KABUL, Afghanistan—This morning I returned to the site on the city's south side for the first since it was rocked by a Taliban suicide car bomb that killed 18 people, including 12 civilians, three months earlier.
The walled but undeveloped lot, where the university that employs me wants to build a new campus for 2,500 students, looked little different than it did in May. The weeds were higher, in some cases already dead, and they choked the paths that a colleague and I used to run last spring whenever we could, which was never often enough.
A small, independent veterinary clinic was still open on one side of the 75-acre site. On the other side was the shack that provided shelter for the detail of security guards, who were no doubt responsible for a new garden of onions, eggplants and tomatoes. Adjacent to the guard shack, on a new football (soccer) pitch lumpy enough to ensure twisted ankles, the private security firm employed by the university was training maybe 20 new recruits. In the spring, the site was sanctuary to a dozen or more stray and often emaciated dogs. This morning I spotted only two: a mostly white adult and skinny brown puppy. In a society in which dogs are widely viewed as unclean, the other dogs had probably been run off or killed.
On my second convoluted loop around the lot, I spotted a young boy, maybe seven, standing on the wall and motioning me to retrieve the flimsy kite he had lost. “Tashakor (thank you),” he replied when I handed it to him. Further along that same stretch of wall a gaping hole was created the morning of May 18 by the deafening detonation of an estimated 1,600 pounds of explosives packed into a Toyota mini[van. That fat stone and concrete wall, almost three meters tall and now conscientiously repaired, was all that prevented my running partner and I from becoming wartime causalities.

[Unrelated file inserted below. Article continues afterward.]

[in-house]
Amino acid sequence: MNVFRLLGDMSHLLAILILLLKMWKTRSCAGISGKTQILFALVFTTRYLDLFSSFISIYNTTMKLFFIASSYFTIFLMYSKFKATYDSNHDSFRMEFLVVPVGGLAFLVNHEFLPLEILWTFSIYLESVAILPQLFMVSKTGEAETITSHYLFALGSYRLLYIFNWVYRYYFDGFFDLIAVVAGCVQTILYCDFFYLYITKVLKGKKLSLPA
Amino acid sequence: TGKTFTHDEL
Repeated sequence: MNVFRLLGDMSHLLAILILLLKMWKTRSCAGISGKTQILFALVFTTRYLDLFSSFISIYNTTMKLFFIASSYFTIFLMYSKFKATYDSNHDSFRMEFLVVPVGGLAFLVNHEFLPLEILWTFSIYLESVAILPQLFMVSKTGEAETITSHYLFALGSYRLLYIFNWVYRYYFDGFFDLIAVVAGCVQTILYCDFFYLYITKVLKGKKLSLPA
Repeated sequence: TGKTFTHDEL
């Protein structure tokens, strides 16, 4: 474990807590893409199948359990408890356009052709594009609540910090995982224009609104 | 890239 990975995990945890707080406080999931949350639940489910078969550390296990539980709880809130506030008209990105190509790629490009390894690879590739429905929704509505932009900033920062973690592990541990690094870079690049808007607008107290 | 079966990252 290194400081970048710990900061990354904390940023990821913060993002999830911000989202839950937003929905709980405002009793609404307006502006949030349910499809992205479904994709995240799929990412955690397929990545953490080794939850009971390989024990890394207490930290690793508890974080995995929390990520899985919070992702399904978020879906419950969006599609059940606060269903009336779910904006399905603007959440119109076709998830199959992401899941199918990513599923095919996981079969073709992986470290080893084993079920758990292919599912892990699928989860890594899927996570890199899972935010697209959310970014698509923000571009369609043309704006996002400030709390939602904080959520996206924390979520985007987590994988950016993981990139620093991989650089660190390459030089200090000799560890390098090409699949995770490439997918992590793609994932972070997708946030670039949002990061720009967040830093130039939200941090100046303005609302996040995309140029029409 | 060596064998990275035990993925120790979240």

One week ago, my flight from Frankfurt, Germany, sliced through the dust-filled skies at sunrise and I arrived at Kabul International Airport. Approaching the terminal, I realized I had few strong feelings, which I interpreted as an improvement over the sense of dread I had expected upon my return to Afghanistan. I have no desire to be here, save to stay employed in a line of work I still enjoy, but I am confident that my commitment to my students will carry me through another semester.